Because of its shape, size and construction, the baton had been given the nickname of ‘Casey’, and by the time that ‘Casey’ was in my hands she(?) was looking a little the worse for wear! She had been stickered by some previous holders to mark the tenure of their geographic legs, and a velcro strap was on there as well so you could wrap it around your wrist so as to act as a safety strap in case of droppage.

Anyway, back to the running and finally after moving off the shingle and on to the concrete and tarmac path and being able to pick up my pace, the realisation of how hot it was now dawned upon me and how ill-prepared I was for running in the midday sun. I had come prepared for an early morning jaunt, so I did not have any sun-block on me, or a sun hat to protect my head, nor did I have anything approaching enough fluid with me for the run in these conditions. I had planned on running to the handover and back, to total a distance of around 2/3 a marathon and be all finished by around 9am and the worst of the heat… Instead I was now in the blazing sun of midday. But there were 432 legs behind me and another couple of hundred in front of me that owed my dedication to just push myself as hard as I could and get to the handover holding as close to time as possible.

After arriving at the East Bexington’s beach-side car park the path took a turn slightly inland and part way up the side of the first hill. Crossing a stream I made my way along the path through cow-pastures, having to shoo a load of them out the way at one point! Above me cresting the hill looking over the village of Abbotsbury stood St. Catherine’s Chapel. The pasture gave way to some woodland and another stream fording as I rounded a farmhouse before joining a country lane and heading round past the car park for the visitor’s centre of the Abbotsbury Swannery. Beyond here it was a mile or so of undulating country lane that was bereft of any shelter. The sun was beating down with such ferocity that the road surface was now melting, with the bitumen in patches all black and sticky as it began to blister.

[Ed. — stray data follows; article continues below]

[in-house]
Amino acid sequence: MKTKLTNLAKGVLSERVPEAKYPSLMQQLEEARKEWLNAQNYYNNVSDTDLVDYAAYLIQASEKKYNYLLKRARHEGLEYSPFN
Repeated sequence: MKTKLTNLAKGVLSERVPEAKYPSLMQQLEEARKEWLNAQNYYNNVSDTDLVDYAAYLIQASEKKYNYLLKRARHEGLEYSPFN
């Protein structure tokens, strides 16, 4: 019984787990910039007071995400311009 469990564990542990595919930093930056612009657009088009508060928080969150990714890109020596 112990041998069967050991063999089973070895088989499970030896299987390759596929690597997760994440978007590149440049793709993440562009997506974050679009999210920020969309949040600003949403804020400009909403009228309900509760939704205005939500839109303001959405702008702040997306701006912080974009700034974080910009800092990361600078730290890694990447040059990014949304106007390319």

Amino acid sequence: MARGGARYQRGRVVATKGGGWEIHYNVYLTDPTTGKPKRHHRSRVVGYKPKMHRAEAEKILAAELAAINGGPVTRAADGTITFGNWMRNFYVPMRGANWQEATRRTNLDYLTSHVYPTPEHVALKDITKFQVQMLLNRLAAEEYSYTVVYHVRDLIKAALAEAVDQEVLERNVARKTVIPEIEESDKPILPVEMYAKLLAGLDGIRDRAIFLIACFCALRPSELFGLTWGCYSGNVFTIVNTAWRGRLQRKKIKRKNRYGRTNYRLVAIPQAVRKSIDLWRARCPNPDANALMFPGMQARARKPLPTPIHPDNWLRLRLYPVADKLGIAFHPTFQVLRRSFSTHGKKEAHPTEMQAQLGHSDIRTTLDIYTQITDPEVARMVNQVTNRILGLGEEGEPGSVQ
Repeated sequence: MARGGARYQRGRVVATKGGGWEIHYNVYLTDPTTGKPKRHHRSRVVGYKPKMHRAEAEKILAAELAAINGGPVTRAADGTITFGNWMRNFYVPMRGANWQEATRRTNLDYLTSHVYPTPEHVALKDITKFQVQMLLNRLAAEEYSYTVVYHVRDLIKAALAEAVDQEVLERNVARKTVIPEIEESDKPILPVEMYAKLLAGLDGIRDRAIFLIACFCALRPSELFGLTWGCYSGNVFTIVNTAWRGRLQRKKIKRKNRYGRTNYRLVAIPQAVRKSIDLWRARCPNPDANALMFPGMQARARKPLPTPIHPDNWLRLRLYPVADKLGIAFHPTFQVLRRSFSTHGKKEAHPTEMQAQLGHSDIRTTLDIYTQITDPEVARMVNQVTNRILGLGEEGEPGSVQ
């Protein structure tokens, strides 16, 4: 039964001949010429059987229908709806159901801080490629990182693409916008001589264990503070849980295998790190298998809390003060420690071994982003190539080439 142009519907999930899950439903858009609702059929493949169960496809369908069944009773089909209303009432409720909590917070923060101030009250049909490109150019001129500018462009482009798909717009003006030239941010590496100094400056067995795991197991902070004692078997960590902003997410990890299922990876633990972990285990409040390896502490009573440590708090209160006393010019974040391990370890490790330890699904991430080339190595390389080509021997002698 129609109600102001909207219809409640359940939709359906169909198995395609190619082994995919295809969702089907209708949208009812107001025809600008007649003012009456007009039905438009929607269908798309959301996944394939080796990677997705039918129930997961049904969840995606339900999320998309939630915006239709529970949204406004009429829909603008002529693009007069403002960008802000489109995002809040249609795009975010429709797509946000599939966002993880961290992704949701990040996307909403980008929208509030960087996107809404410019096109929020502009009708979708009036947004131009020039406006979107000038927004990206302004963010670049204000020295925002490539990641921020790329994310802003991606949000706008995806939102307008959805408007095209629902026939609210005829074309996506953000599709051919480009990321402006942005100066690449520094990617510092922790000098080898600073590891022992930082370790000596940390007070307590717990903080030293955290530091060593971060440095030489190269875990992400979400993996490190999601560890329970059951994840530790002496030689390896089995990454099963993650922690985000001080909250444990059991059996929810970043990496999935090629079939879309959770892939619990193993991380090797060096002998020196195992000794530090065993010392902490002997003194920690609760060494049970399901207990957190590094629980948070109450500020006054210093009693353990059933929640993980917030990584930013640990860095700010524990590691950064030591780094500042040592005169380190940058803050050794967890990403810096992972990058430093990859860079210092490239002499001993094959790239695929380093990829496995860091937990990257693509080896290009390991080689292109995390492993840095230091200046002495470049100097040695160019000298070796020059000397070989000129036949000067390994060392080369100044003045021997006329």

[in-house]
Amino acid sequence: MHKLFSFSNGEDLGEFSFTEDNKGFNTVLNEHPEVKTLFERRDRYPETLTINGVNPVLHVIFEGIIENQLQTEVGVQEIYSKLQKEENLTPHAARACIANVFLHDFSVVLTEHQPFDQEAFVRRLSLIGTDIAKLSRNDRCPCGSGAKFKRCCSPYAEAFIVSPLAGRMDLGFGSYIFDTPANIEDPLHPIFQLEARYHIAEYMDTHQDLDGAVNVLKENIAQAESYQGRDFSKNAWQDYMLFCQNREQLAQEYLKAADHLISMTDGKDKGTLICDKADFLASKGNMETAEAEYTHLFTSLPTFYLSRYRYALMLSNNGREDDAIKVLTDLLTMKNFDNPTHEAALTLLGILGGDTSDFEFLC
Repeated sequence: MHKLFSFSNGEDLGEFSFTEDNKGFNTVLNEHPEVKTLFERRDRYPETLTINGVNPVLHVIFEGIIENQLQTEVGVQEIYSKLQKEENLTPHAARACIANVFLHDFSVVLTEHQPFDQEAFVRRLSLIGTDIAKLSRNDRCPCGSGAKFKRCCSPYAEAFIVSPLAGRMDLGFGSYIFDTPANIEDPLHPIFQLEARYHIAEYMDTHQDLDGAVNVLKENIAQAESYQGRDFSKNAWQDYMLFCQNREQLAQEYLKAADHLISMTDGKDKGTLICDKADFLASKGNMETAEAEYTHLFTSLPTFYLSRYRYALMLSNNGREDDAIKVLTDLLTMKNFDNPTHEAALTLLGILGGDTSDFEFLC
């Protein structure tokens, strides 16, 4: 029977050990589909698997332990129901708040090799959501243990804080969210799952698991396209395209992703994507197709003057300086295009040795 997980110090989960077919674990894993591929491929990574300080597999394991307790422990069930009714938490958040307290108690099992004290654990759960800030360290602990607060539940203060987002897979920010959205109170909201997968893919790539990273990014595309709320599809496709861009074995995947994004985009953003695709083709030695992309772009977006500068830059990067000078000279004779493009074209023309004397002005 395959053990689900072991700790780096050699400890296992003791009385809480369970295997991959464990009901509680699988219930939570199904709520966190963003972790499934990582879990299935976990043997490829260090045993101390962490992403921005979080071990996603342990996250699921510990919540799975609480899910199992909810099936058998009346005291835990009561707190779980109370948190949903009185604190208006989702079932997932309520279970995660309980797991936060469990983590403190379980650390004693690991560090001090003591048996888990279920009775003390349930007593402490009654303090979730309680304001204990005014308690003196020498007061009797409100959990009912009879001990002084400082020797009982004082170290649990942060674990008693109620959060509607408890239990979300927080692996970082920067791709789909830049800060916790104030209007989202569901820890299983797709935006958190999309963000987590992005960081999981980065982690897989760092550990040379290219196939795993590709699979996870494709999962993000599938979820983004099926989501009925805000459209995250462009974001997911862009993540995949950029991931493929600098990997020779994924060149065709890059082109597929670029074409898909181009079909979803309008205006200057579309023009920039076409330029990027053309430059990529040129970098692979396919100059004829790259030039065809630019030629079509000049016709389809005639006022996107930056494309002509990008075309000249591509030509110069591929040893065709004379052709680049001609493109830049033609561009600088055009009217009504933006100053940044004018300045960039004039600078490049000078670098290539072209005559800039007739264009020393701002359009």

Looking back along the melty road to Abbotsbury & St. Catherine's Chapel.
At the next farm yard the path took me through some woods and a short respite from the sun’s rays before spitting me out of the other side into fields, traversing the edges of the hard-baked ground leading me on to the edge of the ‘Fleet’; the tidal lagoon to the rear of Chesil Beach, which loomed on the other side of the water, the ‘beach’ being formed of a bund of shingle around 10m high between the lagoon and the English Channel.

The Fleet lagoon.
Through one final wheat field and a corridor of reeds and rushes I was at the handover, where no sooner had they taken ‘Casey’ from me, leg 244 disappeared off in to the distance like their arses were on fire determined to make-up as much time as they possibly could!

Stopping here to gather my thoughts as I felt as though heat-stroke might get me, I took stock of my situation and decided on the best option for the return journey whilst not causing myself a mischief in doing so - I concluded the only sensible option would be to walk - as although it would take much longer than a jog I was critically low on water, which would certainly not last me running even a quarter of the distance back. I wrapped my technical t-shirt over my head to keep the sun off my ears & neck as well as my head to act as a partial respite and attempt to ward-off any ill effect from an even more prolonged exposure to the sun and started off for the van.

After what seemed forever and a day, I finally returned to the van and made a bee-line for the 2L of water I had in the back, drinking enough to quench my immediate thirst, then walked down across the shingle beach to the sea and had a good sit in it; allowing the cool salt water to chill my core temperature back to a normal level and help me feel like a functioning human being once more!

The baton long-gone, all that was for me to do was to travel home. The feeling you get from these long-distance relays is a strange one. You feel achievement in that you have been part of something, you know you are part of something, but as much as you are part of a greater whole, your individual contributory part is a very solitary one… Its not like a normal event or race where there are those to cheer you and slap you on the back for something well done as you go about the route, there’s only you and you must be able to motivate yourself to push as hard as you can. Then after the baton has been passed there’s just a wait, a long wait until the relay is over to get your sense of completion and fulfilment that you and everyone else has got the job done.

There may not have been anyone there to cheer me, but at least I know I managed to play my small part and complete my leg holding to my allotted pace and time as much as I physically could in the conditions, and passed-on the baton to the next leg with it not having left my hand for the journey… Good luck ‘Casey’ for your many stages to come!